In the Photoshop age, it's easy to think that a few simple mouse clicks is all it takes to completely edit or fix an image. But when you're dealing with precious pieces of art that are worth millions of dollars and hang on museum and gallery walls, making them look like new again without botching the job requires a highly trained hand.
As you might imagine, fine art restoration is an incredibly tricky business fraught with risk, since one screw-up can ruin the whole piece. However, it's also a mesmerizing thing to see a pro pull off up-close, as you'll understand after watching this captivating clip (shown above) which documents the whole process from start to finish in just a few minutes.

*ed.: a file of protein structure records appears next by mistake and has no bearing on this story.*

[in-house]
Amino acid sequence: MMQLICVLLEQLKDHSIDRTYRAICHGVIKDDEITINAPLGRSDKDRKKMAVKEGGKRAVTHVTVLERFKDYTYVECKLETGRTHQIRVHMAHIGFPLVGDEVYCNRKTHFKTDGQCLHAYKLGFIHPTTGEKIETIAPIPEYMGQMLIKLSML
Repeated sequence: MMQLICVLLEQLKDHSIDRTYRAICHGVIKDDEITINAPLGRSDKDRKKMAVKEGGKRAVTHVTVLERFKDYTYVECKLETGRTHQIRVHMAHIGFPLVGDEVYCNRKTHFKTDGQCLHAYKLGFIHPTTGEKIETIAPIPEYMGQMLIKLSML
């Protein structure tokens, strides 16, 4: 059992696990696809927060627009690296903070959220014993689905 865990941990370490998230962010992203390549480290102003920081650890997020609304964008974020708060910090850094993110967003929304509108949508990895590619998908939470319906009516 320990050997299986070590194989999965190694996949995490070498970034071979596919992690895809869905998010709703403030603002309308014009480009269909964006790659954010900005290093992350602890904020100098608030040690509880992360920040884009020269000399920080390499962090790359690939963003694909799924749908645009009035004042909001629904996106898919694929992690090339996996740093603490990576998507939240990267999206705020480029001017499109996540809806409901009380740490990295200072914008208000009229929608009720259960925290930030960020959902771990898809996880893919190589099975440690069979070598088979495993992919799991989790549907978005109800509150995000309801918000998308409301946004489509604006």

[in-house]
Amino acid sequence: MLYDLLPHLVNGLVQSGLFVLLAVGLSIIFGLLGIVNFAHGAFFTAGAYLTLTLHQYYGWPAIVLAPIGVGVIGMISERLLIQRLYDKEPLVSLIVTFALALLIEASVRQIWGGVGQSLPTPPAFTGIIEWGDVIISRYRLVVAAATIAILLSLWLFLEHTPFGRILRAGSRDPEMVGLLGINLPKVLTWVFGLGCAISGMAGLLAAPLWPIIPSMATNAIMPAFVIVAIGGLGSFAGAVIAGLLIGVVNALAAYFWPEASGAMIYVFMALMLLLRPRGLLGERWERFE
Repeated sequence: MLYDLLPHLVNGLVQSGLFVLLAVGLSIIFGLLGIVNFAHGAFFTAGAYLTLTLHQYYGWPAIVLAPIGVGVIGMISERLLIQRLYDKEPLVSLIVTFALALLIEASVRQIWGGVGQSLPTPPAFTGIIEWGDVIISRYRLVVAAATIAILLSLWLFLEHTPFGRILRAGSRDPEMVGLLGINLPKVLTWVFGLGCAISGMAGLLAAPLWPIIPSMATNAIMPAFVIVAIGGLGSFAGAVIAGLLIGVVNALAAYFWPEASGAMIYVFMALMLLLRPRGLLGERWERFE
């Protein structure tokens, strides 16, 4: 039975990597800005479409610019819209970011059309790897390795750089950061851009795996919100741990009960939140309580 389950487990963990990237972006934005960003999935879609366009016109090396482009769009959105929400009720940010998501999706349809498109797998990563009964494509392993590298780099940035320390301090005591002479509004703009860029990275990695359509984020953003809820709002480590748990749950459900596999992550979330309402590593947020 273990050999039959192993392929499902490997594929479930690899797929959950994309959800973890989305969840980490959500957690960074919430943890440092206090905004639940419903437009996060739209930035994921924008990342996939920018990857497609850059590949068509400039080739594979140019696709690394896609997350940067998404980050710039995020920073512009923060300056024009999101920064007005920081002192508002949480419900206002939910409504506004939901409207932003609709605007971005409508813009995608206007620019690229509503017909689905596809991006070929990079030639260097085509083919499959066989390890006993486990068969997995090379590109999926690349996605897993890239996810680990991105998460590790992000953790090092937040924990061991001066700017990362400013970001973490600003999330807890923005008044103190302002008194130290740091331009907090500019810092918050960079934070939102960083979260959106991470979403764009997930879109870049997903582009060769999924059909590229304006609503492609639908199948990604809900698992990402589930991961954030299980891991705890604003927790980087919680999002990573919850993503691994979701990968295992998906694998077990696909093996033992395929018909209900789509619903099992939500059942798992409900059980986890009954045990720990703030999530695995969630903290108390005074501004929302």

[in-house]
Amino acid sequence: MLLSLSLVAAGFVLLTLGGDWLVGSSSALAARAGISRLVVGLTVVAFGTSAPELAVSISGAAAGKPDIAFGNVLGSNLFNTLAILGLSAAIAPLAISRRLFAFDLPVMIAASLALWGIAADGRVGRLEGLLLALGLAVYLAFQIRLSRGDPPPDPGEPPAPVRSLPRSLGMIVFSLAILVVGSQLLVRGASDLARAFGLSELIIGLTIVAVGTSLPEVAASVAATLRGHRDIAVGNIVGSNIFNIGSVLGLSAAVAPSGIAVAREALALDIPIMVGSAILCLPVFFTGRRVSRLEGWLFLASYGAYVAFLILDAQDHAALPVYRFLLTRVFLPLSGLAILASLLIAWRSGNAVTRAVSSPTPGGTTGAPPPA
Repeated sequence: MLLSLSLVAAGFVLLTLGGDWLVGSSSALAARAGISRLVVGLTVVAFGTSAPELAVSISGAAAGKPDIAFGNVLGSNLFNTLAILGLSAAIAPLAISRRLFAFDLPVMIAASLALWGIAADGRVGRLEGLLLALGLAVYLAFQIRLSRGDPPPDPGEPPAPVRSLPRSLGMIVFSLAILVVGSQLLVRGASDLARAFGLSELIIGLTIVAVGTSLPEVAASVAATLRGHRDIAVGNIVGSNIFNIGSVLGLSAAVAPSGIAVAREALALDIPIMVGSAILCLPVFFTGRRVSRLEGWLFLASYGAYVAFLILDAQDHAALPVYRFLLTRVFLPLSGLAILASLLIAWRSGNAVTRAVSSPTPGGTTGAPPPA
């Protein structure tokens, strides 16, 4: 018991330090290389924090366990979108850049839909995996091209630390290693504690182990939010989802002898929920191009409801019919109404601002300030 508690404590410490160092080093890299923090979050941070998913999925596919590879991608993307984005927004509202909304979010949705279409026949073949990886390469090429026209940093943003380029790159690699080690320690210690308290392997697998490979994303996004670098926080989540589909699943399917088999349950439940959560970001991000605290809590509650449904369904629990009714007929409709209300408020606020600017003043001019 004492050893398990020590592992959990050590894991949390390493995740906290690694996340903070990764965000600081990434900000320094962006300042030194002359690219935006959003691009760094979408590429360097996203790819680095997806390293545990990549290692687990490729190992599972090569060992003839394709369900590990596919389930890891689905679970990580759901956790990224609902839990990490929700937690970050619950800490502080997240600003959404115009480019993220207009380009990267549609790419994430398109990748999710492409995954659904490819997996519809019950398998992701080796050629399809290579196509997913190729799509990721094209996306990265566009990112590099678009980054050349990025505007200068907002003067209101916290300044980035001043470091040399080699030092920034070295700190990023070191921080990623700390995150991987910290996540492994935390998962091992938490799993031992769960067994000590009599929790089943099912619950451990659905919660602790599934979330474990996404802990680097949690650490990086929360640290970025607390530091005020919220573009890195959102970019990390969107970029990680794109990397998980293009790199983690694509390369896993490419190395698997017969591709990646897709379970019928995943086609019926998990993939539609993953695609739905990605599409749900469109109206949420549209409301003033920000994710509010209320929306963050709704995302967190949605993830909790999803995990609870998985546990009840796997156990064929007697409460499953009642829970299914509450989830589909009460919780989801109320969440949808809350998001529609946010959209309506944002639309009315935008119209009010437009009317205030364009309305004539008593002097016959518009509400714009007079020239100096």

The clip showcases the expert skills of Julian Baumgartner, a second-generation art restorer in Chicago who regularly works on paintings that are upwards of 700 years-old. In it, you can see him meticulously tend to every little detail to bring it back to vibrant life. Specifically, his work on an exceptionally old portrait of the Virgin Mary involves removing the canvas from its frame, and then re-mounting it with fresh nails. Then he uses special chemicals to delicately remove the dirt and varnish that have accumulated atop it over hundreds of years, before tending to tears and areas that need to be entirely repainted.
From there, he mixes oil paints to exactly match the sections that need a touch-up (or have to be completely repainted), and finishes the whole thing with a varnish. Amazingly, in the end, it looks completely untouched.
The clip itself is a bit over six minutes long and drags in a few parts, but it's well worth a watch.